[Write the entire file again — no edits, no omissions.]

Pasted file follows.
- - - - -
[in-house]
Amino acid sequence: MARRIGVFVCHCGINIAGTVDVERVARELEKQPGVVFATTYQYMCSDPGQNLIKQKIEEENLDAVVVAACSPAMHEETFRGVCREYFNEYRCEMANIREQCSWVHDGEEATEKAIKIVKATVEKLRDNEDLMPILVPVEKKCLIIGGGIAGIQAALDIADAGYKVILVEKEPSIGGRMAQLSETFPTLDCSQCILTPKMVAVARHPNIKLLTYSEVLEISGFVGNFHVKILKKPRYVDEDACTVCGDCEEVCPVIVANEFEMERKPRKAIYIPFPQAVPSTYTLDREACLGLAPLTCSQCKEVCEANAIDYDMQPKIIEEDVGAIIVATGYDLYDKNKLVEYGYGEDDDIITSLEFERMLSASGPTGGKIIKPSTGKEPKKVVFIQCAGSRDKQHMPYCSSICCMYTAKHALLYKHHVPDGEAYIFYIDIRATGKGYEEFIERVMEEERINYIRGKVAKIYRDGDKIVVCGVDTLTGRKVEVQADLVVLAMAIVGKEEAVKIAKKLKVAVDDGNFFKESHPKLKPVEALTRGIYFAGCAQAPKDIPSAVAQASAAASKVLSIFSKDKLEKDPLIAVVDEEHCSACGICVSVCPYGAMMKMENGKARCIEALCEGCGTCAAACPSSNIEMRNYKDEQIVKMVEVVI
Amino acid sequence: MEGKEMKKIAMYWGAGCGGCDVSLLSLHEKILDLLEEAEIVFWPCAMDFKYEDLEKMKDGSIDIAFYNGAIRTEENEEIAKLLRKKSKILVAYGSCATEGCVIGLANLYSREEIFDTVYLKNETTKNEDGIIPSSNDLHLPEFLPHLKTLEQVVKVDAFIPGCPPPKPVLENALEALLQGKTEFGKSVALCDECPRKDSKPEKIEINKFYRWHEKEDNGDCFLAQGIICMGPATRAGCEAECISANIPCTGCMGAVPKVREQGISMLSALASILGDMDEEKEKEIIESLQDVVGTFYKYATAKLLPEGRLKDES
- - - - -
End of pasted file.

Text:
[in-house]
Amino acid sequence: MARRIGVFVCHCGINIAGTVDVERVARELEKQPGVVFATTYQYMCSDPGQNLIKQKIEEENLDAVVVAACSPAMHEETFRGVCREYFNEYRCEMANIREQCSWVHDGEEATEKAIKIVKATVEKLRDNEDLMPILVPVEKKCLIIGGGIAGIQAALDIADAGYKVILVEKEPSIGGRMAQLSETFPTLDCSQCILTPKMVAVARHPNIKLLTYSEVLEISGFVGNFHVKILKKPRYVDEDACTVCGDCEEVCPVIVANEFEMERKPRKAIYIPFPQAVPSTYTLDREACLGLAPLTCSQCKEVCEANAIDYDMQPKIIEEDVGAIIVATGYDLYDKNKLVEYGYGEDDDIITSLEFERMLSASGPTGGKIIKPSTGKEPKKVVFIQCAGSRDKQHMPYCSSICCMYTAKHALLYKHHVPDGEAYIFYIDIRATGKGYEEFIERVMEEERINYIRGKVAKIYRDGDKIVVCGVDTLTGRKVEVQADLVVLAMAIVGKEEAVKIAKKLKVAVDDGNFFKESHPKLKPVEALTRGIYFAGCAQAPKDIPSAVAQASAAASKVLSIFSKDKLEKDPLIAVVDEEHCSACGICVSVCPYGAMMKMENGKARCIEALCEGCGTCAAACPSSNIEMRNYKDEQIVKMVEVVI
Amino acid sequence: MEGKEMKKIAMYWGAGCGGCDVSLLSLHEKILDLLEEAEIVFWPCAMDFKYEDLEKMKDGSIDIAFYNGAIRTEENEEIAKLLRKKSKILVAYGSCATEGCVIGLANLYSREEIFDTVYLKNETTKNEDGIIPSSNDLHLPEFLPHLKTLEQVVKVDAFIPGCPPPKPVLENALEALLQGKTEFGKSVALCDECPRKDSKPEKIEINKFYRWHEKEDNGDCFLAQGIICMGPATRAGCEAECISANIPCTGCMGAVPKVREQGISMLSALASILGDMDEEKEKEIIESLQDVVGTFYKYATAKLLPEGRLKDES